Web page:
Preventative medicine 0.2%
Radiation oncology 0.2%
Palliative care <0.1%
PAs work in all US states.
Top 20 states with the most practicing PAs:
New York 8,717
North Carolina 4,512
New Jersey 1,982 (yay!)
The PA profession was ranked #1 "Best Master's Degree for Jobs" in 2014 and #1 "Most Promising Jobs" in 2015 by Forbes. This type of recognition year after year has helped spread awareness tremendously.
The PA profession is ranked #3 "Top 100 Best Jobs" in 2017 by US News. They looked as jobs that pay well, challenge you year after year, match your talents and skills, aren't too stressful, offer room to advance throughout your career, and provide a satisfying work-life balance. Here's how the PA profession ranked on a scale of 1-10 in these categories placing them as best job #3.
Job market 10
Future growth 6
Work life balance 8
Total Score: 35.8/50
NCCPA Statistical Profile from 2016:
Number of certified PAs: 115,547
Gender: 67.7% Female
Age: 12.2% <30
Average age: 38 years old
Average number of patients seen per week: 74 patients
Unemployment rate: 0.6%
How much money does a PA make?
Average salary: $104,131
Breakdown by mean salary:
Emergency medicine $116,661
Critical care $114,235
Surgical subspecialty $113,752
General surgery $106,504
Pain management $103,154
Occupational medicine $101,924
Radiation oncology $100,211
Palliative care $97,778
Internal medicine $96,575
Family medicine $96,468
Preventative medicine $93,231
PA Myth Busting:
So what does all of this mean to me?
There are a lot of false perceptions about what PAs can and cannot do in a health care setting. It's important for our patients and for the public in general to become better educated on our abilities, so we can provide them with the highest quality of care. My class had a surgical PA specializing in spinal surgery come in and speak on a panel one day, and I like to share what he said with people to better paint the picture. "I work on the right side of the spine while the doctor does the left." PA's have much more autonomy and responsibility than some people realize. It is very natural for your attending to trust you with greater and greater responsibilities the more years you work with them. Share this quote with others when they question what a PA is actually capable of. Spread the word to a family member or friend, a college roommate or a grandparent, and little by little this up and coming profession will soon hold the full recognition it so deserves.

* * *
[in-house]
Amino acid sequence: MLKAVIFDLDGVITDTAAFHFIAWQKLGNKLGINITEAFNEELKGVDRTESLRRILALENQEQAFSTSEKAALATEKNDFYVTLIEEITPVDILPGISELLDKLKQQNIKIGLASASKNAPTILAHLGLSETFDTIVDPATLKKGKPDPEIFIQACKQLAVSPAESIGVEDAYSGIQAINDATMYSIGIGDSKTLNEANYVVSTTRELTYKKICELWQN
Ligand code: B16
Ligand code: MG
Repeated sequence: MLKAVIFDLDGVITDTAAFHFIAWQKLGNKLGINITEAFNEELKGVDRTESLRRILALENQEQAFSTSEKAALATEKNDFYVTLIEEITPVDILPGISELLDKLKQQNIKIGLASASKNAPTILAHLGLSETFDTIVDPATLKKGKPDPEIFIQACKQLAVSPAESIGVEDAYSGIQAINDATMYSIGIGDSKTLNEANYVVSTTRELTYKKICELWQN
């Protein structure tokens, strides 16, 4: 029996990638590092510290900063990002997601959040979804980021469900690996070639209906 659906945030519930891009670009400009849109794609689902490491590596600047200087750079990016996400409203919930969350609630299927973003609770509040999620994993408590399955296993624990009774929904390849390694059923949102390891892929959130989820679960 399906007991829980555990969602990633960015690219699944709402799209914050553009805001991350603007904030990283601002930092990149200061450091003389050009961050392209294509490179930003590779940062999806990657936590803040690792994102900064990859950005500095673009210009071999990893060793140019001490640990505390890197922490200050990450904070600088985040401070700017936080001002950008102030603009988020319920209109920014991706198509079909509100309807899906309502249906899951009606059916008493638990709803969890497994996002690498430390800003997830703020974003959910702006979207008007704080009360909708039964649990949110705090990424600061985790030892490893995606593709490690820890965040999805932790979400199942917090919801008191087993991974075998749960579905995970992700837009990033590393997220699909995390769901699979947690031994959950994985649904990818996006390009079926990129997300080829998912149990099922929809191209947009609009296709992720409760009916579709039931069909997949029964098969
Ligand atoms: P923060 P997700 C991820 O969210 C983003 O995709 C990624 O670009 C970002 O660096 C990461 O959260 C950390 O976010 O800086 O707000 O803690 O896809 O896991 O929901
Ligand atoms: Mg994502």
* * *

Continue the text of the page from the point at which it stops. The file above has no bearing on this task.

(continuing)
Sources: AAPA, NCCPA Statistics Profile 2016, Forbes, US News
This is my very first blog post! I'm super excited to start sharing my story with you all. I decided to make my first post about being a pre-PA student in college, and I want to talk about what the pre-PA lifestyle was like for me. Being a physician assistant is one of the most satisfying, flexible, and happening professions in the country right now, so naturally the path to get there is not a simple one. Bottom line is: being a pre-PA student is HARD. If you know me on a personal level, you know I've never been good at sugar coating things, and I made a promise to myself to be fully transparent about my experiences on my blog.
What was it like being a pre-PA student?
I was amongst aspiring physicians, nurses, pharmacists, biologists, chemists, veterinarians, physical therapists, and other pre-PA students in all of my core science classes. I think it goes without saying that's not a stupid bunch of peers, so the bell-shaped curve is not always your best friend. I was taking some of the most challenging exams on campus, while also trying to fit in shadowing hours, patient care hours, volunteering hours, and extra-curricular activities that would make my application stand out. Not to mention, I was trying to safe haven my GPA at the same time. It's a lot of pressure knowing that every exam grade matters, and there was definitely some unhealthy amounts of stress associated. It is nearly impossible for pre-PA students to avoid the big three: test-taking anxiety, social exile, and tears (don't worry everyone's doing it). I quickly noticed my priorities shifting from social scenes to the library, and I had to reassure myself on a daily basis that I was making the right decision. But Negative Nancy aside, no one said it wouldn't all be worth it someday. I mean seriously, no one would put themselves through all of this if the end goal wasn't rewarding. And the trek to get there was not all full of misery. I felt great reward with every small accomplishment, I made great strides in both personal growth and maturity, and I met lifelong friends who share my same passion. It was worth it.